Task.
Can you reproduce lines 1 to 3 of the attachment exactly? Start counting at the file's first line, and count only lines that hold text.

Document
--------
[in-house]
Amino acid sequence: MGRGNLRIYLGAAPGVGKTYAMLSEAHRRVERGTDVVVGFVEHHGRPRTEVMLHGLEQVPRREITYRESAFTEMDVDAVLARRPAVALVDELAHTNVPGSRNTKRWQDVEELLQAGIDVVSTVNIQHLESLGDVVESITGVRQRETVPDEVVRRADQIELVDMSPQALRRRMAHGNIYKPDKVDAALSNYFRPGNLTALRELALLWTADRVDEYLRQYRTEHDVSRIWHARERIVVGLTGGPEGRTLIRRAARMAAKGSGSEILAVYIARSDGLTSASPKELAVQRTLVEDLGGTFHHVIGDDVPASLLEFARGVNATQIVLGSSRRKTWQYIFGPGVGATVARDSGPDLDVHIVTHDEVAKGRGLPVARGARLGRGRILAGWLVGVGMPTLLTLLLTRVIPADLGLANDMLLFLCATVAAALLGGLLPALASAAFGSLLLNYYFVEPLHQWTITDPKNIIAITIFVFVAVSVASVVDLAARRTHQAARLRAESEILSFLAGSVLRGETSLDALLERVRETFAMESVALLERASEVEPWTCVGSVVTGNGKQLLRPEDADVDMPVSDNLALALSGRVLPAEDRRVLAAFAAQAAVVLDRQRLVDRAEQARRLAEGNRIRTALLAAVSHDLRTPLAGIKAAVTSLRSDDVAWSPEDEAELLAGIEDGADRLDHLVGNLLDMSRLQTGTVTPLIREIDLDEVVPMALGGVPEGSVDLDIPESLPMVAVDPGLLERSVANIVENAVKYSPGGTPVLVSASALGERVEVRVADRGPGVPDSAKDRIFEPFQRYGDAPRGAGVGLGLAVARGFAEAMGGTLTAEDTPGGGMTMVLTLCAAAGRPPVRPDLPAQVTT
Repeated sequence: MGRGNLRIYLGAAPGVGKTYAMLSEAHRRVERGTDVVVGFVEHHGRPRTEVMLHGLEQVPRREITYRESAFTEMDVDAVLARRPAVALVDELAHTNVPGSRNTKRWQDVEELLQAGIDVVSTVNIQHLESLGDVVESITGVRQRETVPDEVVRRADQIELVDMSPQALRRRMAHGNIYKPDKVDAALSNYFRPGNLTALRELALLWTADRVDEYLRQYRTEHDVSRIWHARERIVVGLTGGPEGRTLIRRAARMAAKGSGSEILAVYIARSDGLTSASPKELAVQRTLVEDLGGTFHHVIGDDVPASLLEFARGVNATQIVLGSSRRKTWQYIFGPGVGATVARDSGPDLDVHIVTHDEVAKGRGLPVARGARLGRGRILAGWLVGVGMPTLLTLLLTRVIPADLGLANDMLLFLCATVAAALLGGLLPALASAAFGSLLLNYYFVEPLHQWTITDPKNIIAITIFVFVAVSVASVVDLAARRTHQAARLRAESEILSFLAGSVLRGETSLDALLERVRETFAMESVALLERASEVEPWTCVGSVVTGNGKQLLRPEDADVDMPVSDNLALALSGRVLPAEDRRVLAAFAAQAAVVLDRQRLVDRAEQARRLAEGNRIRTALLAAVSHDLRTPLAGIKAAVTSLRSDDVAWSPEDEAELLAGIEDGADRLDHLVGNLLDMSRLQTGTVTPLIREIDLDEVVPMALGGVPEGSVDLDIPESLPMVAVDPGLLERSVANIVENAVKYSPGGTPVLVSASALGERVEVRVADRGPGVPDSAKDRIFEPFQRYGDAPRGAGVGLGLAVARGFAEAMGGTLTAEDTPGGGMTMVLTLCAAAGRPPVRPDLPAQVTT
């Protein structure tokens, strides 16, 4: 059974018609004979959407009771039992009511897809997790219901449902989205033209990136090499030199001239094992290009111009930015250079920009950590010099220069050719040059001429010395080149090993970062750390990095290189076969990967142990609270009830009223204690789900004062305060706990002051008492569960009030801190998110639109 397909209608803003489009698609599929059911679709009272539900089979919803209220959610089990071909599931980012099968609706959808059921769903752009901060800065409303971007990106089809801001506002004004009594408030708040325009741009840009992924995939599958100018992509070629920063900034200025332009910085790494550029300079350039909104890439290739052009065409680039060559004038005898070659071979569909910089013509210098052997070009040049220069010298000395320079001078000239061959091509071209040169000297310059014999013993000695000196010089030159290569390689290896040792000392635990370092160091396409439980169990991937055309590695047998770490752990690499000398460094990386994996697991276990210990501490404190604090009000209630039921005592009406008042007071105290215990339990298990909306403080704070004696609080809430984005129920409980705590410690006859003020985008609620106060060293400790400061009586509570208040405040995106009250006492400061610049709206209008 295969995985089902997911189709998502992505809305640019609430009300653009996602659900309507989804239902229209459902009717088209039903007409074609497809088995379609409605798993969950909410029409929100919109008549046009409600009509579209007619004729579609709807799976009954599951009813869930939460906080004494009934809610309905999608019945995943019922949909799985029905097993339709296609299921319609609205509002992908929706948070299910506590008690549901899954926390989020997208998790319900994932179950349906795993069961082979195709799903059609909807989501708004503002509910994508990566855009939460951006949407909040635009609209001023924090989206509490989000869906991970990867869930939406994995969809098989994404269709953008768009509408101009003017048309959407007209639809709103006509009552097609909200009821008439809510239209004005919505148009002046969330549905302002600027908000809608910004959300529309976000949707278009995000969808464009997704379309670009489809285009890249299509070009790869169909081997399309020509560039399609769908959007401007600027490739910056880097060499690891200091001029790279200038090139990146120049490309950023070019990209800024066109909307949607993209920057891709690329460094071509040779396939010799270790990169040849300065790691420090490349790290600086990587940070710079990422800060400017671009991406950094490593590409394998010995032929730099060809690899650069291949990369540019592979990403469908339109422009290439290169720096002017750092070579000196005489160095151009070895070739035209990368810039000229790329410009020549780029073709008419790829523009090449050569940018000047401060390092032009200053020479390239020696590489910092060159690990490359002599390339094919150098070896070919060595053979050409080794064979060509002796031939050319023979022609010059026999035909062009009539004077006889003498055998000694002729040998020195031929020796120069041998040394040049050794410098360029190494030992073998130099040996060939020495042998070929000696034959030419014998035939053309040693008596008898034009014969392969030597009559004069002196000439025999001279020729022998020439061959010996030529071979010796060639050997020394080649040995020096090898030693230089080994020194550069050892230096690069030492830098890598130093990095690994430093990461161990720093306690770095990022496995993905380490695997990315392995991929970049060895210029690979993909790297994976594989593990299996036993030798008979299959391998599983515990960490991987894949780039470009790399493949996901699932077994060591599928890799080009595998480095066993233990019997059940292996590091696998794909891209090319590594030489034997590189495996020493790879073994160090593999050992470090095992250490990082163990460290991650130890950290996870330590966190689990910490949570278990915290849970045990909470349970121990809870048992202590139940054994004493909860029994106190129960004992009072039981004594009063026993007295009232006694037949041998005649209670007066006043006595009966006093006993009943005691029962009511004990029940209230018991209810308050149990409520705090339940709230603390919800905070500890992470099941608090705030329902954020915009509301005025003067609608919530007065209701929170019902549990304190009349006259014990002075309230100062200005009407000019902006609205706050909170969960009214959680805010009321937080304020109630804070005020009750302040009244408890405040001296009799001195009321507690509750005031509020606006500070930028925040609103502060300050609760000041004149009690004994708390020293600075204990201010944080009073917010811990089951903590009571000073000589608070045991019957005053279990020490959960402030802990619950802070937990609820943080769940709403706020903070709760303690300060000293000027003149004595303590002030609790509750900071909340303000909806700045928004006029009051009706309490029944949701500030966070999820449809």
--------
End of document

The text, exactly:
[in-house]
Amino acid sequence: MGRGNLRIYLGAAPGVGKTYAMLSEAHRRVERGTDVVVGFVEHHGRPRTEVMLHGLEQVPRREITYRESAFTEMDVDAVLARRPAVALVDELAHTNVPGSRNTKRWQDVEELLQAGIDVVSTVNIQHLESLGDVVESITGVRQRETVPDEVVRRADQIELVDMSPQALRRRMAHGNIYKPDKVDAALSNYFRPGNLTALRELALLWTADRVDEYLRQYRTEHDVSRIWHARERIVVGLTGGPEGRTLIRRAARMAAKGSGSEILAVYIARSDGLTSASPKELAVQRTLVEDLGGTFHHVIGDDVPASLLEFARGVNATQIVLGSSRRKTWQYIFGPGVGATVARDSGPDLDVHIVTHDEVAKGRGLPVARGARLGRGRILAGWLVGVGMPTLLTLLLTRVIPADLGLANDMLLFLCATVAAALLGGLLPALASAAFGSLLLNYYFVEPLHQWTITDPKNIIAITIFVFVAVSVASVVDLAARRTHQAARLRAESEILSFLAGSVLRGETSLDALLERVRETFAMESVALLERASEVEPWTCVGSVVTGNGKQLLRPEDADVDMPVSDNLALALSGRVLPAEDRRVLAAFAAQAAVVLDRQRLVDRAEQARRLAEGNRIRTALLAAVSHDLRTPLAGIKAAVTSLRSDDVAWSPEDEAELLAGIEDGADRLDHLVGNLLDMSRLQTGTVTPLIREIDLDEVVPMALGGVPEGSVDLDIPESLPMVAVDPGLLERSVANIVENAVKYSPGGTPVLVSASALGERVEVRVADRGPGVPDSAKDRIFEPFQRYGDAPRGAGVGLGLAVARGFAEAMGGTLTAEDTPGGGMTMVLTLCAAAGRPPVRPDLPAQVTT
Repeated sequence: MGRGNLRIYLGAAPGVGKTYAMLSEAHRRVERGTDVVVGFVEHHGRPRTEVMLHGLEQVPRREITYRESAFTEMDVDAVLARRPAVALVDELAHTNVPGSRNTKRWQDVEELLQAGIDVVSTVNIQHLESLGDVVESITGVRQRETVPDEVVRRADQIELVDMSPQALRRRMAHGNIYKPDKVDAALSNYFRPGNLTALRELALLWTADRVDEYLRQYRTEHDVSRIWHARERIVVGLTGGPEGRTLIRRAARMAAKGSGSEILAVYIARSDGLTSASPKELAVQRTLVEDLGGTFHHVIGDDVPASLLEFARGVNATQIVLGSSRRKTWQYIFGPGVGATVARDSGPDLDVHIVTHDEVAKGRGLPVARGARLGRGRILAGWLVGVGMPTLLTLLLTRVIPADLGLANDMLLFLCATVAAALLGGLLPALASAAFGSLLLNYYFVEPLHQWTITDPKNIIAITIFVFVAVSVASVVDLAARRTHQAARLRAESEILSFLAGSVLRGETSLDALLERVRETFAMESVALLERASEVEPWTCVGSVVTGNGKQLLRPEDADVDMPVSDNLALALSGRVLPAEDRRVLAAFAAQAAVVLDRQRLVDRAEQARRLAEGNRIRTALLAAVSHDLRTPLAGIKAAVTSLRSDDVAWSPEDEAELLAGIEDGADRLDHLVGNLLDMSRLQTGTVTPLIREIDLDEVVPMALGGVPEGSVDLDIPESLPMVAVDPGLLERSVANIVENAVKYSPGGTPVLVSASALGERVEVRVADRGPGVPDSAKDRIFEPFQRYGDAPRGAGVGLGLAVARGFAEAMGGTLTAEDTPGGGMTMVLTLCAAAGRPPVRPDLPAQVTT